Let's start off with a fundamental question: Where does the steam come from?
To get steam, water has to boil, right? And if water boils at 100 °C, how does steam form in water that is well under 100 °C?
The answer to that question is that water boils at 100 °C at sea level, where the static pressure is one atmosphere, which is about 101 kilopascals (kPa). If the pressure of the liquid increased, for example, to 200 kPa, the boiling point increases to around 120 °C.
Likewise, if the pressure is reduced, the boiling point is reduced. So if the pressure drops to around 1.2 kPa, the boiling point will drop to about 10 °C.
STEAM BUBBLES IMPLODING?
Along with noise, when a steam bubble implodes from increased vapor pressure, cavitation creates a micro-jet that, over time, can result in considerable damage to materials in the immediate vicinity.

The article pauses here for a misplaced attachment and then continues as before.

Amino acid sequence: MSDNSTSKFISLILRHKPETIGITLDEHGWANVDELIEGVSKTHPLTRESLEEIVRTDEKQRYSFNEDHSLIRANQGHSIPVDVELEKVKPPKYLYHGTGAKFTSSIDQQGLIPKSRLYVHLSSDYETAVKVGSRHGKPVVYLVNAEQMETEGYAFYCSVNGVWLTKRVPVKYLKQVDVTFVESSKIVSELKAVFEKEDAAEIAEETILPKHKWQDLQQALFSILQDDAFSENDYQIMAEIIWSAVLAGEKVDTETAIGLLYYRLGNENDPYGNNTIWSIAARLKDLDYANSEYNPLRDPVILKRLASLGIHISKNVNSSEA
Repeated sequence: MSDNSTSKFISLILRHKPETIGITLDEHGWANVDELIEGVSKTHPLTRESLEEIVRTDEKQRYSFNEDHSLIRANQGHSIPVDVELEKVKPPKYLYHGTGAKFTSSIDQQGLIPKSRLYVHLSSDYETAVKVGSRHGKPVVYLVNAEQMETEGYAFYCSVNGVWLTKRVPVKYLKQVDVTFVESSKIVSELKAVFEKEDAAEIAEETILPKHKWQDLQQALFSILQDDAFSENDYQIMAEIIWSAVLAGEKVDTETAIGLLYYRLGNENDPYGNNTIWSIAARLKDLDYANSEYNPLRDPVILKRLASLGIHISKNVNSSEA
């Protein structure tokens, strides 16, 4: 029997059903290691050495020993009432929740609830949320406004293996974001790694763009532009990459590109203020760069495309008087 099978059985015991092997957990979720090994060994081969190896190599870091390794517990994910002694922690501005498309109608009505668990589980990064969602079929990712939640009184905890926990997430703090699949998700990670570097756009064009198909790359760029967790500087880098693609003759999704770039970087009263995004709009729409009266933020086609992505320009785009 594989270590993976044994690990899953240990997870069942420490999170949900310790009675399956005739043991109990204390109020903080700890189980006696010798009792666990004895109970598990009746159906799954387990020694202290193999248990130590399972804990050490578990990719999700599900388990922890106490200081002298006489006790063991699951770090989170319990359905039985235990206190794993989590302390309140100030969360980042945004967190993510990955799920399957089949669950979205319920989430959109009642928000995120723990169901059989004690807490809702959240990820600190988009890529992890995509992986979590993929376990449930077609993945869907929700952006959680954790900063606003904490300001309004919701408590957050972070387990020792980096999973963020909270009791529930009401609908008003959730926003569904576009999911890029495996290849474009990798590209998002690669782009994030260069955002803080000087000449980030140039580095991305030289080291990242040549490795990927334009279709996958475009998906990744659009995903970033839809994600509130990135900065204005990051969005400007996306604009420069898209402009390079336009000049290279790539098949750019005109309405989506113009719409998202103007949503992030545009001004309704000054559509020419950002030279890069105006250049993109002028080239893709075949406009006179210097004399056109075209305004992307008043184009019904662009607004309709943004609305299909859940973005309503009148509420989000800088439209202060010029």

As propeller blades turn, pressure discrepancies occur. On the side of the blade that pushes against the water, pressure is increased causing liquid flows.
But on the other side of the blade the pressure drops, and the faster the blade turns, the lower the pressure drops and liquid flow velocity increases. If the pressure drops enough, the water in that area boils.
The low-pressure zone is localized around the propeller, so when the bubbles leave that area they return to the normal pressure for whatever depth they are. This causes them to rapidly revert from gas bubbles to liquid, and because the gas takes up more space than the liquid, the bubbles implode, which
creates a great deal of noise.